There is no creature on this Earth more giddy than a writer with a new toy.
My new toy is a setting that I think combines a healthy portion of the things I love into one great mess of a thing. It’s a new setting for a series of YA stories that I’m frantically working on between sporadic chunks of freelance web design (if you’re reading this and need a website, email me, because I don’t have enough work right now). Pretty much every free moment right now is consumed with thinking out the implications of my idea, building up my society, my character ideas, my plot ideas (and panicking about impending fatherhood). I could get a ten book series from this idea, easily. I could work on this single setting indefinitely. Or at least until it really bores me, but right now I don’t see that happening any time soon. It’s a daunting prospect though.
I’ve got a lot of practice thinking in terms of single story worlds. Worlds that lend to characters that solve themselves neatly like little puzzle boxes in a few thousand words. For the longest time, the idea of writing a series didn’t occur to me. But I started to notice a trend in my fan mail (yes, shut up, I get fan mail sometimes). I’d say about 75% of my fan letters were asking me to write more in a particular setting/world. Very few readers seemed to be satisfied with just the one story in the world.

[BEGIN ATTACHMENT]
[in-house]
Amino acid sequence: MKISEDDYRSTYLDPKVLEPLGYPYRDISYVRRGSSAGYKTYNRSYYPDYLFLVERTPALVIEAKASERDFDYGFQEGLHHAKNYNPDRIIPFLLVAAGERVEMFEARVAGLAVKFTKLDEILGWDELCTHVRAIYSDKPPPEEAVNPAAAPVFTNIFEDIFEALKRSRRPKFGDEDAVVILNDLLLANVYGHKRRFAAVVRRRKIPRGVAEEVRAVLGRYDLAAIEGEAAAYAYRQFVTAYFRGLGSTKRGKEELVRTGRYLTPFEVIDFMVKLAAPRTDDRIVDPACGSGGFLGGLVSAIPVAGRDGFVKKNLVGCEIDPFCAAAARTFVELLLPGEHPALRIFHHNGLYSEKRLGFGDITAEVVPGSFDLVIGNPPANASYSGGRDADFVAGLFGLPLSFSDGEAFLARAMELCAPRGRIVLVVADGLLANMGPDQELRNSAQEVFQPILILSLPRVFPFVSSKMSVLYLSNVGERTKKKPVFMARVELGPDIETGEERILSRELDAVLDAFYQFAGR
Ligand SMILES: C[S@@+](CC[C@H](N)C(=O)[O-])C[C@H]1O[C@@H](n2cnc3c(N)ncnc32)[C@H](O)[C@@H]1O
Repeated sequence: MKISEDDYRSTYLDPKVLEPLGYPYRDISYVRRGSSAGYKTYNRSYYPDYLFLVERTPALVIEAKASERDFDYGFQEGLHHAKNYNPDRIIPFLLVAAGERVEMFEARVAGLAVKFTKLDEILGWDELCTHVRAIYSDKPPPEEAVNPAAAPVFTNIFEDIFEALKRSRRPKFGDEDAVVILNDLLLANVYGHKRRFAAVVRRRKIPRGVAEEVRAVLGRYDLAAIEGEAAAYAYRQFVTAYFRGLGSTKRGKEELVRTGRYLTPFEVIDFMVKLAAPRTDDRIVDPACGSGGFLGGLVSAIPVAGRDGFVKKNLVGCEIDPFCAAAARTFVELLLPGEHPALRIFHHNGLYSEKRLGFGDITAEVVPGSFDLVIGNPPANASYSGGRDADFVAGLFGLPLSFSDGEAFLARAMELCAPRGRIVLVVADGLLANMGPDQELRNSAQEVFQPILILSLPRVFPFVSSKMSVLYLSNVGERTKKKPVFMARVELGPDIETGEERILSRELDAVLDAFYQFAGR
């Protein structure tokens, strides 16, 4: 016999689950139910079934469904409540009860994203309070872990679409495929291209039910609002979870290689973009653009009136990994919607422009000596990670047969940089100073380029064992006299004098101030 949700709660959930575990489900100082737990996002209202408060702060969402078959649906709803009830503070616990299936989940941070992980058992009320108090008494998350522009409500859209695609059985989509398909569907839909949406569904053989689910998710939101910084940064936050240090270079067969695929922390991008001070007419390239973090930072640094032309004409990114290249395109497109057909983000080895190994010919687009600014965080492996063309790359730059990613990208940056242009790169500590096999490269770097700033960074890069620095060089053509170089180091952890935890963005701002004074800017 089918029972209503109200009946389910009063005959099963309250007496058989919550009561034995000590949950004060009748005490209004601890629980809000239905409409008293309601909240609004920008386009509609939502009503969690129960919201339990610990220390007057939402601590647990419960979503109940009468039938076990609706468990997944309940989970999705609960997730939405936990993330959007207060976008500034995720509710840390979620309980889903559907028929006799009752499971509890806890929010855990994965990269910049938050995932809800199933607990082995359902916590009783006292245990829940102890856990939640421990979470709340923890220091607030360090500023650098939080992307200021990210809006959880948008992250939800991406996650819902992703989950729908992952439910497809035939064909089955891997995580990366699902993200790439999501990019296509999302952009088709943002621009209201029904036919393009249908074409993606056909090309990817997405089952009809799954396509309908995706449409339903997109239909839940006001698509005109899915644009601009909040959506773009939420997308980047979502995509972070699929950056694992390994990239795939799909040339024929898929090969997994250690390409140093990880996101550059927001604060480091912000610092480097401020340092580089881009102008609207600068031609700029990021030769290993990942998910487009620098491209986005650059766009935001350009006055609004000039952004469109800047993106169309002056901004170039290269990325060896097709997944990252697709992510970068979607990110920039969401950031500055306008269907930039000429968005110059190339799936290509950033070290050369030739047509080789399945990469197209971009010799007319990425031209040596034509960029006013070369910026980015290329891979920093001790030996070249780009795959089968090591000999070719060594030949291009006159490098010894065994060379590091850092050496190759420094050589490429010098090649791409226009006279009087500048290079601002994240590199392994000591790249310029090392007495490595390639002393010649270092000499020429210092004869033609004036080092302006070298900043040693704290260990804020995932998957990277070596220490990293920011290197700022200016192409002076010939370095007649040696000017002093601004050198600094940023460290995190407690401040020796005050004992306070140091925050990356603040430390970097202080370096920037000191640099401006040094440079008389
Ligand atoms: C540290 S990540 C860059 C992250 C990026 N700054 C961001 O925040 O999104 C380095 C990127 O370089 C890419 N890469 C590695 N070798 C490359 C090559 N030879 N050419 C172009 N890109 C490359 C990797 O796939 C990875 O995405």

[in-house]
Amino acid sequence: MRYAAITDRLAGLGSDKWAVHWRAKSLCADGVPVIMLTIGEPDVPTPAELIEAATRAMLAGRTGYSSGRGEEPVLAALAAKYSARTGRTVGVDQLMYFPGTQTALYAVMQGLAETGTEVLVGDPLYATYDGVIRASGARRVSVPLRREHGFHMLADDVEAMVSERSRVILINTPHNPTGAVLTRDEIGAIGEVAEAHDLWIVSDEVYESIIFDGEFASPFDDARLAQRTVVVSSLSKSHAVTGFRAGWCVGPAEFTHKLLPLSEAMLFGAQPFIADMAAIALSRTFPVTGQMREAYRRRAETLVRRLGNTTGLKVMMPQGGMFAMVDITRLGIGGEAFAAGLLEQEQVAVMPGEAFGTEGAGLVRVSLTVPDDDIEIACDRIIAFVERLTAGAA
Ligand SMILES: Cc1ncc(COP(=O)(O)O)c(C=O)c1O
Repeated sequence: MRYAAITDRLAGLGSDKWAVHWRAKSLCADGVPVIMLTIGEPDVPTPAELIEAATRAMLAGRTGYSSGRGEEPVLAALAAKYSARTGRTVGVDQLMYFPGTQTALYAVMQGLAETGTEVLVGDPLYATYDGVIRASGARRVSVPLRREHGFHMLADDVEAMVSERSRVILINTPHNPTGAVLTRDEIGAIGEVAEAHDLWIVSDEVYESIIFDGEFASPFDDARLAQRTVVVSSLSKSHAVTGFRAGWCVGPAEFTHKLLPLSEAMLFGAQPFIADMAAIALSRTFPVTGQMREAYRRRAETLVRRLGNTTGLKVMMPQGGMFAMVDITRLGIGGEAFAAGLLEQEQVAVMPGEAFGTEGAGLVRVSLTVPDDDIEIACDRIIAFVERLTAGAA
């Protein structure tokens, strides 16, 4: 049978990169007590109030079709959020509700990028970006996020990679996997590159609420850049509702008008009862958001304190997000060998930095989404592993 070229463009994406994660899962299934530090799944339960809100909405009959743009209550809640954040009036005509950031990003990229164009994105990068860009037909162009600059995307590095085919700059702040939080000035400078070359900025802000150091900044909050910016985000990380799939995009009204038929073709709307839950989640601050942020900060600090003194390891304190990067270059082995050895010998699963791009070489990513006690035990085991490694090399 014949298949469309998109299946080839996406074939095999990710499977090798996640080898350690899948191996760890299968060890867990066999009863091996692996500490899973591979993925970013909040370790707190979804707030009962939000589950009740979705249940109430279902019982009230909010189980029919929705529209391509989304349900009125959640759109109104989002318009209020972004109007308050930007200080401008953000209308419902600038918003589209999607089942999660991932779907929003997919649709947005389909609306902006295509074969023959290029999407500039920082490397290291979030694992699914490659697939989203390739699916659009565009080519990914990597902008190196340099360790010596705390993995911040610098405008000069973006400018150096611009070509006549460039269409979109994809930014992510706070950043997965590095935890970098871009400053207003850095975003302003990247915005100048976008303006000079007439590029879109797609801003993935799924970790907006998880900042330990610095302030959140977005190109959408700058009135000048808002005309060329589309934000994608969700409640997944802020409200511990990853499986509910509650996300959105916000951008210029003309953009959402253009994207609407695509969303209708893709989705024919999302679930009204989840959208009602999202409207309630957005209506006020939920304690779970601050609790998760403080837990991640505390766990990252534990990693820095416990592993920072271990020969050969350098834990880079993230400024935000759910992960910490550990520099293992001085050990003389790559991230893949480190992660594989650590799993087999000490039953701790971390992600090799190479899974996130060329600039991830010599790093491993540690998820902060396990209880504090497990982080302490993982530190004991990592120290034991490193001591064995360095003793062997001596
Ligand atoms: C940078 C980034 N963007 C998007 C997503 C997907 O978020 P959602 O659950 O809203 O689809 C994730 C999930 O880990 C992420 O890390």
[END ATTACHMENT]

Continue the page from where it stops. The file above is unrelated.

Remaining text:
So I’ve been trying to think in terms of series now. But there aren’t a lot of resources out there that I’ve come across that describe how to develop such things. And the marketability of it seems much riskier. Devote a lot of energy into a series and nobody wants part of it, you’re kind of out a lot of time.
My technique has to be different. I need stories that run longer arcs.. I need a world that isn’t irrevocably changed right off. I need a world that can breathe for a while, that I can change over a long period of time. So learning how to do that is going to be my new experience I think. It’s not looking very easy so far.
But like the inhabitants of my new world say, “there are no easy scores in Dungeonspace.” There are also no easy scores in the writing world.